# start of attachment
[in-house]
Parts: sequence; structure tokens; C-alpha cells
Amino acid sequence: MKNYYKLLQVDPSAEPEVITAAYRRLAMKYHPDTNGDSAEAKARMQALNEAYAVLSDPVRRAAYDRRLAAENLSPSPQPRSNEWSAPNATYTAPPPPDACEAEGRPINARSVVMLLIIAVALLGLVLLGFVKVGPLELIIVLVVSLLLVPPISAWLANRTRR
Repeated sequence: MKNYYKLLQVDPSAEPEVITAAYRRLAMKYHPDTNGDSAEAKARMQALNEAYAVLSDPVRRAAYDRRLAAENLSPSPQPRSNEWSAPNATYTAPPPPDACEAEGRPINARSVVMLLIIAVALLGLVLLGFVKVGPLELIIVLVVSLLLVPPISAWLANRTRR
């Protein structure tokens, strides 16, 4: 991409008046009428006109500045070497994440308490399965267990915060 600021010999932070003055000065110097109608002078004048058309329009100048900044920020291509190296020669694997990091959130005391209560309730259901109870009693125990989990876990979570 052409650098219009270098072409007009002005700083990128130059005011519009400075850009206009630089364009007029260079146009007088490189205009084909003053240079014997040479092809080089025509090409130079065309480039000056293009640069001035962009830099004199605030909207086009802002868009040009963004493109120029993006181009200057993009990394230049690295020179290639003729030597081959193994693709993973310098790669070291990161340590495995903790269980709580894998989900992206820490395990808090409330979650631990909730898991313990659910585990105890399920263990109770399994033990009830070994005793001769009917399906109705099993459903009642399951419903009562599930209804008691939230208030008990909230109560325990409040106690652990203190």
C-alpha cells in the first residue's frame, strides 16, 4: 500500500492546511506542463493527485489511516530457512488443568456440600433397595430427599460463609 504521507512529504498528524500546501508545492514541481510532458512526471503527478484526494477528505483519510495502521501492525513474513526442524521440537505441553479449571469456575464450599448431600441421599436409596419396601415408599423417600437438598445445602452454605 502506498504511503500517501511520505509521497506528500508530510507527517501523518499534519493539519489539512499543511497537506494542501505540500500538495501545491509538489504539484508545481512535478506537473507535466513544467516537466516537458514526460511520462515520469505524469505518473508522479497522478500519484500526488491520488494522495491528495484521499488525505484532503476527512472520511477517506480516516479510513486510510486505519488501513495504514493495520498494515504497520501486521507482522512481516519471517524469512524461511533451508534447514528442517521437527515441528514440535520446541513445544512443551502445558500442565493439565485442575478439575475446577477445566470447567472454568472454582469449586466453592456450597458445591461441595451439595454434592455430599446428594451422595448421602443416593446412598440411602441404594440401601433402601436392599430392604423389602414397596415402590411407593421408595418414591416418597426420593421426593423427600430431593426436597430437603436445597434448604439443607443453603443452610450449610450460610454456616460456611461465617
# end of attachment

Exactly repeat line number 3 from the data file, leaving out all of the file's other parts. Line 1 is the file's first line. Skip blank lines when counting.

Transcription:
Amino acid sequence: MKNYYKLLQVDPSAEPEVITAAYRRLAMKYHPDTNGDSAEAKARMQALNEAYAVLSDPVRRAAYDRRLAAENLSPSPQPRSNEWSAPNATYTAPPPPDACEAEGRPINARSVVMLLIIAVALLGLVLLGFVKVGPLELIIVLVVSLLLVPPISAWLANRTRR